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Prasophyllum fuscum facts for kids

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Slaty leek orchid
Prasophyllum fuscum.jpg
Conservation status

Vulnerable (EPBC Act)
Scientific classification

Prasophyllum uroglossum Rupp

Prasophyllum fuscum, commonly known as the slaty leek orchid or tawny leek orchid, is a species of orchid endemic to a small region of New South Wales. It has a single tubular green leaf and up to thirty greenish brown to reddish brown flowers. There is debate about the taxonomy of the species with some authorities considering Prasophyllum uroglossum as a separate species. Only about twenty five plants are known to survive in south-western Sydney.


Prasophyllum fuscum is a terrestrial, perennial, deciduous, herb with an underground tuber and a single tube-shaped leaf 150–400 mm (6–20 in) long and 4–6 mm (0.16–0.24 in) wide at the base. Between ten and thirty scented flowers are arranged along 70–120 mm (3–5 in) of a flowering stem 300–450 mm (10–20 in) tall. The flowers are greenish brown to reddish brown, 9–13 mm (0.4–0.5 in) long, 5–7 mm (0.2–0.3 in) wide and as with others in the genus, are inverted so that the labellum is above the column rather than below it. The dorsal sepal is egg-shaped to lance-shaped, about 9 mm (0.4 in) long, 2 mm (0.08 in) wide and pointed. The lateral sepals are linear to lance-shaped, 8–10 mm (0.3–0.4 in) long, 2 mm (0.079 in) wide and parallel to and free from each other. The petals are linear to oblong, pointed, about 7 mm (0.3 in) long, 1.5 mm (0.06 in) wide and spread widely. The labellum is linear to egg-shaped, 8–9 mm (0.3–0.4 in) long, about 5 mm (0.2 in) wide and turns upwards through about 90° near its middle. The edges of the labellum are slightly crinkled and there is a shiny, raised callus in its centre. Flowering occurs between September and December.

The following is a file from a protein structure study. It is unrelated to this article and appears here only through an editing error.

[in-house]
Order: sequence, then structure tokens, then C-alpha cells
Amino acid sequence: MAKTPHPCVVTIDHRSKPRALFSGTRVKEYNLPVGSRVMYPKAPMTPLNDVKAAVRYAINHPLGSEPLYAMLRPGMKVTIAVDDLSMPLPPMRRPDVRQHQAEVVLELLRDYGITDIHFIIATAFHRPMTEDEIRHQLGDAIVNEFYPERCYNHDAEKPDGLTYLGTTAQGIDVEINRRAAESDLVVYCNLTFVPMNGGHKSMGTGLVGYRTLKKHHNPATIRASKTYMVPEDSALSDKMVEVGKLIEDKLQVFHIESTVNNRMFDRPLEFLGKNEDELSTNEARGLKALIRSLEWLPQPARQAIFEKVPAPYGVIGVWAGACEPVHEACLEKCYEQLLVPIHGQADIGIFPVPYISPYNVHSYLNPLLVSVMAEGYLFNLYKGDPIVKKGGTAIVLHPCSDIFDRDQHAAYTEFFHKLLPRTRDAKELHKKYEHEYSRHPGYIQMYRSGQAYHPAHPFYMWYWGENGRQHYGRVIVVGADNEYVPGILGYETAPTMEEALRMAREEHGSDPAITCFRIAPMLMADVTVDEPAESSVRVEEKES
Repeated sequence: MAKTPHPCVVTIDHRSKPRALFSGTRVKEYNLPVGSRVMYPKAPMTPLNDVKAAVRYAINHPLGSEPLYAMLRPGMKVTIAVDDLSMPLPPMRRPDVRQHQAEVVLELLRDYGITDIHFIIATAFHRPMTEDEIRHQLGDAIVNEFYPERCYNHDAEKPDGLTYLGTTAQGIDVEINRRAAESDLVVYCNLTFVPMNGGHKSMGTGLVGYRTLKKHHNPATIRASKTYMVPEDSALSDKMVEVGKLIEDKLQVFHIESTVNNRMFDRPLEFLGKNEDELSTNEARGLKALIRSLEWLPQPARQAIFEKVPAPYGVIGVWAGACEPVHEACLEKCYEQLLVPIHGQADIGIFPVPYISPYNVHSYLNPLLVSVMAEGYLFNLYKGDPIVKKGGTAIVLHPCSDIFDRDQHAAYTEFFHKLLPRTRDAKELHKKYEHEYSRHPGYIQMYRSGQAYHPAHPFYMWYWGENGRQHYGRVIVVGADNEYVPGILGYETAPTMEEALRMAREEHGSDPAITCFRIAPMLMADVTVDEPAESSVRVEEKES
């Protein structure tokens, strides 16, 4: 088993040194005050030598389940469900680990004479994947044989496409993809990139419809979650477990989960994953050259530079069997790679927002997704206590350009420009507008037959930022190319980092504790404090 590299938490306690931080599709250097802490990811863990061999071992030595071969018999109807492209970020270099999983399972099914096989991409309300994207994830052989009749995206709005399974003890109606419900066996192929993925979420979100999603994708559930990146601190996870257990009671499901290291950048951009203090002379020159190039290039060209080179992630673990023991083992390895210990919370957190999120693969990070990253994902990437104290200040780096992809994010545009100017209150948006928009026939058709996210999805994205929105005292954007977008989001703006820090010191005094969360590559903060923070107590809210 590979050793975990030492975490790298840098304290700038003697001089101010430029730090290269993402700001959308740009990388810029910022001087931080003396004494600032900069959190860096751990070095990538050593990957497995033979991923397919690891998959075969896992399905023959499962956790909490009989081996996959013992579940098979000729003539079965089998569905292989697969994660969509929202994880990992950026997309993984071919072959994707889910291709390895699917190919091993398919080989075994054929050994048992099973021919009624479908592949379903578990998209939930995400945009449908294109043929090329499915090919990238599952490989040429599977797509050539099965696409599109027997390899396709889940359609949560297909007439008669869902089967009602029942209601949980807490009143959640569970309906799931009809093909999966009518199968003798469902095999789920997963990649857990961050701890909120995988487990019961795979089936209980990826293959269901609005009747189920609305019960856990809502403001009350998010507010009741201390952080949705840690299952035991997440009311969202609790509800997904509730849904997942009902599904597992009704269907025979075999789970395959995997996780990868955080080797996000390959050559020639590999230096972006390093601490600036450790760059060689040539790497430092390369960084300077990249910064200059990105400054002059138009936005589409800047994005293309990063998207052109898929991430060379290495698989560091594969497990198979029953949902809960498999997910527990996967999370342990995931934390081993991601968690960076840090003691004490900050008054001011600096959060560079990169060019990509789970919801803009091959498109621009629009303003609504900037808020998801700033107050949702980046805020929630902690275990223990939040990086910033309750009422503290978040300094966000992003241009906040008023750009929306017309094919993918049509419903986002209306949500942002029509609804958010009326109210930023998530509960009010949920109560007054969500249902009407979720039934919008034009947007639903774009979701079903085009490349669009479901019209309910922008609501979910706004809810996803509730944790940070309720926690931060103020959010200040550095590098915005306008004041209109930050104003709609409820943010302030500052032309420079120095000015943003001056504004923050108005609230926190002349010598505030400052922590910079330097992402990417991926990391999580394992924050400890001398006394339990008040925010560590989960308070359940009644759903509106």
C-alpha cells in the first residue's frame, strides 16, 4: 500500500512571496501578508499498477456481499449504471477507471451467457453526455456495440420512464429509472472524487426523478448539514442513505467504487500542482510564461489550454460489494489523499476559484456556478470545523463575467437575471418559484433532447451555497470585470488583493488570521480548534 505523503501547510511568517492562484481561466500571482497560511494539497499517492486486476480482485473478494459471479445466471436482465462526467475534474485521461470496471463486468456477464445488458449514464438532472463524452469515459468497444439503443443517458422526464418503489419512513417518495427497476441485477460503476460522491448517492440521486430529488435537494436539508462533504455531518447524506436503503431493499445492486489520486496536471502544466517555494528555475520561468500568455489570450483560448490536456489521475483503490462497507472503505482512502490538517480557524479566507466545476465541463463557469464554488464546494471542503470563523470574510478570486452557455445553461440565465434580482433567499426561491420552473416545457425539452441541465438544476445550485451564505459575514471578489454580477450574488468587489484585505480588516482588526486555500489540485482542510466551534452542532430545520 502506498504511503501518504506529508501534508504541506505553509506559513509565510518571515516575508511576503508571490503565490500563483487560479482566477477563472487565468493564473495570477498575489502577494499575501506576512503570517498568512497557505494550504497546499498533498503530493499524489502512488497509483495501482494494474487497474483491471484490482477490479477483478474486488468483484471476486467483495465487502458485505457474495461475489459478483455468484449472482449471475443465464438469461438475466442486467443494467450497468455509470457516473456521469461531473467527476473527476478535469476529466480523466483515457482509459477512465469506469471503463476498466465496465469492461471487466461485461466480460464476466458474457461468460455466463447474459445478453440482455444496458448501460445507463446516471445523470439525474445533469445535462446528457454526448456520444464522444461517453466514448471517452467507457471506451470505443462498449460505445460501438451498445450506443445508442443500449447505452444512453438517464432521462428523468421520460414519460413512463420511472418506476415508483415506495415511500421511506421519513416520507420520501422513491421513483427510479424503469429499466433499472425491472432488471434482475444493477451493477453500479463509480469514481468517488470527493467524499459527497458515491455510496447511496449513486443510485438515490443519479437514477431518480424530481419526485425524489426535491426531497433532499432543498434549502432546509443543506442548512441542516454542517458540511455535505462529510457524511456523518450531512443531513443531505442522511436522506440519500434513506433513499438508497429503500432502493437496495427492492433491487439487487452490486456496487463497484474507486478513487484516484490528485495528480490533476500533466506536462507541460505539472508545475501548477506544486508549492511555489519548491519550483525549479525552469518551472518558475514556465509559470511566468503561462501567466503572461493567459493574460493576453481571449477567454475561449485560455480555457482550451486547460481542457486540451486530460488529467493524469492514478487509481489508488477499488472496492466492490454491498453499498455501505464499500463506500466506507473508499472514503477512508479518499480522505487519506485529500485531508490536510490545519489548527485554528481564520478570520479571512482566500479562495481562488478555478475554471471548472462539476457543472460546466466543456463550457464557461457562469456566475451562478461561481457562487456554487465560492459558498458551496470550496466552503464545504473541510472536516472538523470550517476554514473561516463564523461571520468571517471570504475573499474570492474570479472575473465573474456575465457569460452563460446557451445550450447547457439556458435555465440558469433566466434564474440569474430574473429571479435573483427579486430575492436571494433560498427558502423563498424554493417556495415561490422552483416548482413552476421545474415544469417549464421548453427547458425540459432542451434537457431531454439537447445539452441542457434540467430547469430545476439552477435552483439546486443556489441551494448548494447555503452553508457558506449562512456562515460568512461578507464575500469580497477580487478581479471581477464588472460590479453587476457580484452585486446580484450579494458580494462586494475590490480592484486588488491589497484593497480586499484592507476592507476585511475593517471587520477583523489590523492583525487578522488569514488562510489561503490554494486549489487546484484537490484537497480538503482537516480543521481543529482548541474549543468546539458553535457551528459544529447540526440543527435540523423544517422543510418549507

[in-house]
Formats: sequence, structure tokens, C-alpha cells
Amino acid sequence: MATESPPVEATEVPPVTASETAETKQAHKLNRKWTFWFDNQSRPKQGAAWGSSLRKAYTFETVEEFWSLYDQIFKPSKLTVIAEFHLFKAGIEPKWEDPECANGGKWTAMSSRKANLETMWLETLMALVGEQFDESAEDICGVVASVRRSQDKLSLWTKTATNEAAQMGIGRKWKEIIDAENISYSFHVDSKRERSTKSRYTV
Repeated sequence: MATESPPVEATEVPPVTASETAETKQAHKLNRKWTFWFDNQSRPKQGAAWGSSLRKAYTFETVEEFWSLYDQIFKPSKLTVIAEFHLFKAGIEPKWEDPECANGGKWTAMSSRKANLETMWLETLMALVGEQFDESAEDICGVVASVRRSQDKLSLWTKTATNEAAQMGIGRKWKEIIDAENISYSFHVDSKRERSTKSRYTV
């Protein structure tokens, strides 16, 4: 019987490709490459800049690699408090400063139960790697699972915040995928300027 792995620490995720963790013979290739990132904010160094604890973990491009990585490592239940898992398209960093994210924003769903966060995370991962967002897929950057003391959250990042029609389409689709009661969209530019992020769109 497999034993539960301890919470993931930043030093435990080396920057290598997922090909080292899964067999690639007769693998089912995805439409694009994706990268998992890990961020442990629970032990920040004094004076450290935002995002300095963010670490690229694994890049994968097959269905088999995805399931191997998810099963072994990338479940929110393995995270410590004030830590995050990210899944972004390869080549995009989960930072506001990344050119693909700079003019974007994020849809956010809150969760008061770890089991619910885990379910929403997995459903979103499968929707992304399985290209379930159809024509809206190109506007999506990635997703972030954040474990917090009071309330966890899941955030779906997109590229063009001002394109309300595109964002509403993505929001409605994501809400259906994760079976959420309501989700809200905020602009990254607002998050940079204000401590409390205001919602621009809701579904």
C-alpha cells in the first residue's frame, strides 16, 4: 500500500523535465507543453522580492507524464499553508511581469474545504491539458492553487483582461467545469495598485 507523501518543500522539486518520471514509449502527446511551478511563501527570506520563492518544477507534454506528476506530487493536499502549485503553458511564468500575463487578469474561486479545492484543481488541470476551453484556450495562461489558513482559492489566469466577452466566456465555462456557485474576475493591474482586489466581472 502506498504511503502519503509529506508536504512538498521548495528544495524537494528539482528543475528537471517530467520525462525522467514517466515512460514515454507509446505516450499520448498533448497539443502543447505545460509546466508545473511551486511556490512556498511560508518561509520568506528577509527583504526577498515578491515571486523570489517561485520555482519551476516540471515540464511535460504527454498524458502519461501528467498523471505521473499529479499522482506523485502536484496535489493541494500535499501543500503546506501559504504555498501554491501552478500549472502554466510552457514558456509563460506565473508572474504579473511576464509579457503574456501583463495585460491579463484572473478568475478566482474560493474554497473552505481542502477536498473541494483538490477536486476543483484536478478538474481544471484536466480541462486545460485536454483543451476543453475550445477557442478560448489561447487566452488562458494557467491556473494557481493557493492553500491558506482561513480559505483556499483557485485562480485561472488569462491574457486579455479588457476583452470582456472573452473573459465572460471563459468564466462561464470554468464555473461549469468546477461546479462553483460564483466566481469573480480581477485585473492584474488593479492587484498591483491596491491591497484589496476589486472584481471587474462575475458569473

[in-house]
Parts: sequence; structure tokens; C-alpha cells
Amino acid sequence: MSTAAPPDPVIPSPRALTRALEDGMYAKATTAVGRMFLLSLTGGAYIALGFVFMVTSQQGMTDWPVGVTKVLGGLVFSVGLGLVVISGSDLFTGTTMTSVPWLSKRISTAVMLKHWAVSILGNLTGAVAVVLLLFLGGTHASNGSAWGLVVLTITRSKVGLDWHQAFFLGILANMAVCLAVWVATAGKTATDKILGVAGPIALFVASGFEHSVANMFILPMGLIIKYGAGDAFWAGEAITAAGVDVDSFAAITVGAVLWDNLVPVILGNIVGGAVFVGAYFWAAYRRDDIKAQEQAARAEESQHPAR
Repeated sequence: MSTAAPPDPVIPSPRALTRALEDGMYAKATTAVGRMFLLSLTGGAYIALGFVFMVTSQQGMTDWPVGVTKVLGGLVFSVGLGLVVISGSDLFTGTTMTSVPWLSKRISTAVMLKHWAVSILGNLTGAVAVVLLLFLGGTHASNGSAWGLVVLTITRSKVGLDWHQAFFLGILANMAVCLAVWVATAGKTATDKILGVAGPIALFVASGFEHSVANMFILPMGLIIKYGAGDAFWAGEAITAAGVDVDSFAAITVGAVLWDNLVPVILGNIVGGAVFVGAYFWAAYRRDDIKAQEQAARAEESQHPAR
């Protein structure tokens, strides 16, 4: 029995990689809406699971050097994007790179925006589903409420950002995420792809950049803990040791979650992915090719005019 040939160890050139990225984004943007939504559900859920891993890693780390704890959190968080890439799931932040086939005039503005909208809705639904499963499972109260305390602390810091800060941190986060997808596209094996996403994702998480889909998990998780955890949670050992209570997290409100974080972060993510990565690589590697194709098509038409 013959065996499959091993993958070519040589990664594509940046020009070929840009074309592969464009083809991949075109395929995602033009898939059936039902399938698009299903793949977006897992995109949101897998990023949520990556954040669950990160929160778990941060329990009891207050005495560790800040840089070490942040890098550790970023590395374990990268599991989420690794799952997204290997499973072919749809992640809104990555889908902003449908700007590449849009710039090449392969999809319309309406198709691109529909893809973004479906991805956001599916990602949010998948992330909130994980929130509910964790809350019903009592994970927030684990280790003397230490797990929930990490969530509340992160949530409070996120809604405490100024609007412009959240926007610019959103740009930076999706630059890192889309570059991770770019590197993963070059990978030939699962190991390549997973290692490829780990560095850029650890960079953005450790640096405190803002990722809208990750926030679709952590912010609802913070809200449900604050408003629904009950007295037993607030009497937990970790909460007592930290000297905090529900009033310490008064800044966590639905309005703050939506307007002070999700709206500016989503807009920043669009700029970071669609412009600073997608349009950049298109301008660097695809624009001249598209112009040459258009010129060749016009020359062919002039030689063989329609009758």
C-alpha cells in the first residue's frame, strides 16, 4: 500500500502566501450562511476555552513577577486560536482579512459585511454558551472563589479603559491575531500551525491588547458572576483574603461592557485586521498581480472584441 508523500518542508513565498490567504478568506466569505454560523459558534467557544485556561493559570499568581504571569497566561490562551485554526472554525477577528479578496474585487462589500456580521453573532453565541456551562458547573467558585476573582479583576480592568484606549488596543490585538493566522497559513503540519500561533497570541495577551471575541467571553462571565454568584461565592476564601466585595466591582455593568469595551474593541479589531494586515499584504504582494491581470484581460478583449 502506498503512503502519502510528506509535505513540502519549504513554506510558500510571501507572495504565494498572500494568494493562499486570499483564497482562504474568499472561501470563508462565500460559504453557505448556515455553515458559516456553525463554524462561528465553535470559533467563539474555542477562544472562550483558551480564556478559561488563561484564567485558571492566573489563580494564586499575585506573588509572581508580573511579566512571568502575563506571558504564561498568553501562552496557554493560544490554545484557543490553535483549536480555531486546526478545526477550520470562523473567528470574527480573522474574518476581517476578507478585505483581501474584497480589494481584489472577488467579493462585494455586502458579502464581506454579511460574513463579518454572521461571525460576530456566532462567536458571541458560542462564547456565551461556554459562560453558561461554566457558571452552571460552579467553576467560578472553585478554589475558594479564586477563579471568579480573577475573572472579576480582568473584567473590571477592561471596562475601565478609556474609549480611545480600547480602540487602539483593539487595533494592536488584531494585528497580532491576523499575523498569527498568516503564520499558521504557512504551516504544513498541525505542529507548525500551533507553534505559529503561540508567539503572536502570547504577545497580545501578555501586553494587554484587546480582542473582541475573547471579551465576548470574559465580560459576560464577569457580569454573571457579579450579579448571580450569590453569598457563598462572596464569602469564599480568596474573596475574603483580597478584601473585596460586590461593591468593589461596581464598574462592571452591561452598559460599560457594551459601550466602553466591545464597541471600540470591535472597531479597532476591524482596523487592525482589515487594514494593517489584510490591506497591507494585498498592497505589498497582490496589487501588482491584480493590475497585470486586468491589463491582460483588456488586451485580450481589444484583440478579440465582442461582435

Taxonomy and naming

Prasophyllum fuscum was first formally described in 1810 by Robert Brown from a specimen collected in "moist meadows towards George's River". The description was published in Prodromus Florae Novae Hollandiae et Insulae Van Diemen. The specific epithet (fuscum) is a Latin word meaning "brown". The name has been applied to other species widely distributed throughout south-eastern Australia, including P. pallens, but the species is presently understood to be restricted to an area south-west of Sydney.

Distribution and habitat

The slaty leek orchid is only known from a single population growing on a roadside in the Wilton district. It grows in moist, sandy soil amongst grasses and sedges.


Prasophyllum fuscum is listed as "Vulnerable" under the Commonwealth Government Environment Protection and Biodiversity Conservation Act 1999 (EPBC) Act and as "Critically Endangered" under the New South Wales Threatened Species Conservation Act 1995. The total population of the species was estimated in 2007 to be twenty five individuals in an area of 4 km2 (2 sq mi). The main threats to the population are habitat loss, changes to water quality and weed invasion.

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